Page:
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My first advisor wants me to include my second advisor's name in a paper that I worked on before she (2nd advisor) came along.

Should I include her name even though she didn't do anything in that paper? I don't think she even read it.

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Based on the information you've provided, the answer seems to be clearly no. However, you still need to talk with (at least) your first advisor about this. If you search elsewhere on this site you can find links to guidelines on ethical coauthorship in various branches of academia. –  Pete L. Clark May 13 at 17:30
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possible duplicate of Co-authorship for not very involved supervisor –  ff524 May 13 at 17:35
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Can you propose to solicit her critical comments for the paper? That way you can get some comments (could be good) and don't need to lie. You can also use this chance to size her up. Plus your supervisor will have a joint publication with this newcomer. Potential win-win. –  Penguin_Knight May 13 at 17:55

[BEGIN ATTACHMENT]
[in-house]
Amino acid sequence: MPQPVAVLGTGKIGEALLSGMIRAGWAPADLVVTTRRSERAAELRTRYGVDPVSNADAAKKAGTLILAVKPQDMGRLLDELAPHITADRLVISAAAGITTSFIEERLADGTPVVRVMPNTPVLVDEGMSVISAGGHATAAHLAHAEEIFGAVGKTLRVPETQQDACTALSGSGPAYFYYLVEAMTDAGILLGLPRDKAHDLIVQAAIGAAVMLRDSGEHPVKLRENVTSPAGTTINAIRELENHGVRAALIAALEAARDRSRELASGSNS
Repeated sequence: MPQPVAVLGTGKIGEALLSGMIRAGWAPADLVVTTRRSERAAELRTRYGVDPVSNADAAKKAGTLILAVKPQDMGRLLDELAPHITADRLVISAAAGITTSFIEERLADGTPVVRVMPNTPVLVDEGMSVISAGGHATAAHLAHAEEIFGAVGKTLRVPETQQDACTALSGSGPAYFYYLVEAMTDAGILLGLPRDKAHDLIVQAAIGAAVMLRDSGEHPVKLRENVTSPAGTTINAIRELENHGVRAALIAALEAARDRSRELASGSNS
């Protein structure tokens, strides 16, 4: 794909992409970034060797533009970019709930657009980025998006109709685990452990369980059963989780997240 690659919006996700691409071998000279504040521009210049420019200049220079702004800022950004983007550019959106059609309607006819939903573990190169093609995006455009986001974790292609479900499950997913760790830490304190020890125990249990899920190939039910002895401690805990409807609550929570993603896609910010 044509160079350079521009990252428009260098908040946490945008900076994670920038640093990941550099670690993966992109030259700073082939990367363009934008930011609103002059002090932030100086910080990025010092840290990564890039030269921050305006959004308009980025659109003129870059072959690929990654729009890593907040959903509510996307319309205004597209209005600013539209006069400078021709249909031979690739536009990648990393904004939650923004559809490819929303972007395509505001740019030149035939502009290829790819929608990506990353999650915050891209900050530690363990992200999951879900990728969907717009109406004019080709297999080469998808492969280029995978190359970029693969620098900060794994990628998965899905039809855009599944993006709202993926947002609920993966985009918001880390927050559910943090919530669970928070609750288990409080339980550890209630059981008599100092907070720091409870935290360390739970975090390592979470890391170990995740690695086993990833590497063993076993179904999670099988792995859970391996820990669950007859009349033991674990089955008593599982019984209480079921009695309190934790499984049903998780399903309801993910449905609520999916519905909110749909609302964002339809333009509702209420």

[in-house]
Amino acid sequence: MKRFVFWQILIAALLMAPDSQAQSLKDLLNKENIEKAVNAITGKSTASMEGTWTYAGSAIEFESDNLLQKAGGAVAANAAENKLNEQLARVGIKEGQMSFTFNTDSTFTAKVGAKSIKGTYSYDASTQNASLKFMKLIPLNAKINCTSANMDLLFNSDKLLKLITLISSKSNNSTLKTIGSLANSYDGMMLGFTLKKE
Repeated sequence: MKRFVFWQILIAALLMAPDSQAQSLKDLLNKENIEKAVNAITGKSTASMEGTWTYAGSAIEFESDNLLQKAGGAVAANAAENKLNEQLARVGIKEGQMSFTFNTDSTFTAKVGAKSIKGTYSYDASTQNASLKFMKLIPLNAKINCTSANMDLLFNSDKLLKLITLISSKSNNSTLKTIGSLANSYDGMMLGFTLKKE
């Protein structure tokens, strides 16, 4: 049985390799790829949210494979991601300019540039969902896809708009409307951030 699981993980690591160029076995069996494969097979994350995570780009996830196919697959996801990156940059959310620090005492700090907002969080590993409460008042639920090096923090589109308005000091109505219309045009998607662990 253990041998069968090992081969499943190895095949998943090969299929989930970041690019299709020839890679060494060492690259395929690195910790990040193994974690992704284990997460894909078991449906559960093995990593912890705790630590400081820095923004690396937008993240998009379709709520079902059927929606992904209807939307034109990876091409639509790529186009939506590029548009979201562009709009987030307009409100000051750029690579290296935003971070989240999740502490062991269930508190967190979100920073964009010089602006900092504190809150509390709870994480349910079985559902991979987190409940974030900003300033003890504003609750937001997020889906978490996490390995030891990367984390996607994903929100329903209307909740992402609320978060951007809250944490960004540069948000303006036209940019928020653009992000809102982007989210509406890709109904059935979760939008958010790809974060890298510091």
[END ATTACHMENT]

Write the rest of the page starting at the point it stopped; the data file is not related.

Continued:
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I recall creating a poster at the start of my PhD, by myself based on journal research... and by the time it went to print, there were 4 'authors' on it....... it was my first month or so of PhD so I had no idea if that was normal or not. –  Mark K Cowan May 14 at 1:12

1 Answer 1

The behaviour of adding non-contributing authors is not considered good practise; quite the opposite. The Vancouver protocol specifies what is needed to be included as (co-)author. See descriptions at ICMJE and BMJ.

The basic points are as follows:

Substantial contributions to the conception or design of the work; or the acquisition, analysis, or interpretation of data for the work;

AND

Drafting the work or revising it critically for important intellectual content;

AND

Final approval of the version to be published;

AND

Agreement to be accountable for all aspects of the work in ensuring that questions related to the accuracy or integrity of any part of the work are appropriately investigated and resolved.

Note the "AND".

There are also several posts on the tag here on Academia that can be of use.

For someone to stand up against one's advisers is of course difficult and it is easy to state that one must do so. It is necessary to assess the situation and read up on the recommendations provided by learned societies such as BMJ and use that as part of your case. I strongly recommend this paper for students from APA Science Student Council.

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